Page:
pale as a sugar moon,
stepped my inviolate and ivory self out into it.
All the ashes flicked
from all the cigarettes ever smoked
by every cabaret singer who ever was,
are small-town stuff
compared to Vesuvius' great burning wave arriving
at out tender bare feet
and above our perfectly sculpted, stupid upturned faces.
My name is Nydia--
I am both blind as a bat and deaf as a white cat,
despite any contrary impression I may have given
All those times we lounged,
and I seemed to listen raptly
to your cocky prating,
my lord and master, purchaser of all my various blooms--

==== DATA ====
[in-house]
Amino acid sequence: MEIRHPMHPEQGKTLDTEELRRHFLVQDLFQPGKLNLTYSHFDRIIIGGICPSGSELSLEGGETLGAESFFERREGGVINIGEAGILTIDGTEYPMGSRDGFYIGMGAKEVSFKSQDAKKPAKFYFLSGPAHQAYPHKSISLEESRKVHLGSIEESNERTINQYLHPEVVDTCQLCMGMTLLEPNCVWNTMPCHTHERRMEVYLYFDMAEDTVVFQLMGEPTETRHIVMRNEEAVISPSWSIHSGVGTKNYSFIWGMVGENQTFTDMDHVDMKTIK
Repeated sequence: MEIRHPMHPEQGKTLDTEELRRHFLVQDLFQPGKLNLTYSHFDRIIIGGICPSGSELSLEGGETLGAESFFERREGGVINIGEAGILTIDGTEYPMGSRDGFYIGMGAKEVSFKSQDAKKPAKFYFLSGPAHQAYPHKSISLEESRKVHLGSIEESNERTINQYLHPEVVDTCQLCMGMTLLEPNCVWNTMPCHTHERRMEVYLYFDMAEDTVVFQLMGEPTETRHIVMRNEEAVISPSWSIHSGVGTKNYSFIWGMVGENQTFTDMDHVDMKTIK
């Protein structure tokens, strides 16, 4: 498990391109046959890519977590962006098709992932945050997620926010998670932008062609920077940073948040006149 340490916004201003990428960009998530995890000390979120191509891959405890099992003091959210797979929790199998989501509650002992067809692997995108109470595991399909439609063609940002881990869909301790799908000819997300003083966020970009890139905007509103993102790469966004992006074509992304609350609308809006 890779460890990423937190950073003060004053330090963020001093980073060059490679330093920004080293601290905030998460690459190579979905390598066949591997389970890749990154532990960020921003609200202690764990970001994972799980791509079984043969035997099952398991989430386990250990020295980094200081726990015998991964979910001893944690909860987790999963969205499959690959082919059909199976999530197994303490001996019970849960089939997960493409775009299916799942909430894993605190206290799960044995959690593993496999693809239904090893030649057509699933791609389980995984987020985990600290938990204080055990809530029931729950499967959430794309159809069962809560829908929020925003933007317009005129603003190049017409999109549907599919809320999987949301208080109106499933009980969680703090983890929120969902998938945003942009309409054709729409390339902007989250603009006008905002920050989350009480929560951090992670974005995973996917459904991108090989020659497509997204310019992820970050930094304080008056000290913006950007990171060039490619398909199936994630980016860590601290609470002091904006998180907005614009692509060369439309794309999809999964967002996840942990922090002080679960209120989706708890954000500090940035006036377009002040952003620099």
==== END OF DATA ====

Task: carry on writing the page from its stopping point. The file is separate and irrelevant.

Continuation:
Here I stand in the ignited whirlwind,
with my porcelain fingers wrapped around some random staff,
such that you fly to me in a jealous rage.
In a thousand years, when they find us,
cooked in close embrace,
they will say,
"Behold the low one,
who, by this high one, was owned."
It will be so cute, how you'll think it's obvious
what they mean.
For Artistic Interpretations With Margaret.
Nydia, the blind flower seller, was a popular character from the 1834 novel "Last Days of Pompeii" by English playwright and novelist Edward Bulwer-Lytton. Rogers depicted her wandering through the wreckage of Pompeii as the erupting volcano Mount Vesuvius destroys the city. Her staff and acute sense of hearing guide her around the destruction. Nydia, a slave, listens intently for the voice of her aristocratic master with whom she has fallen in love.
Bulwer-Lytton is infamous for having penned the line "It was a dark and stormy night"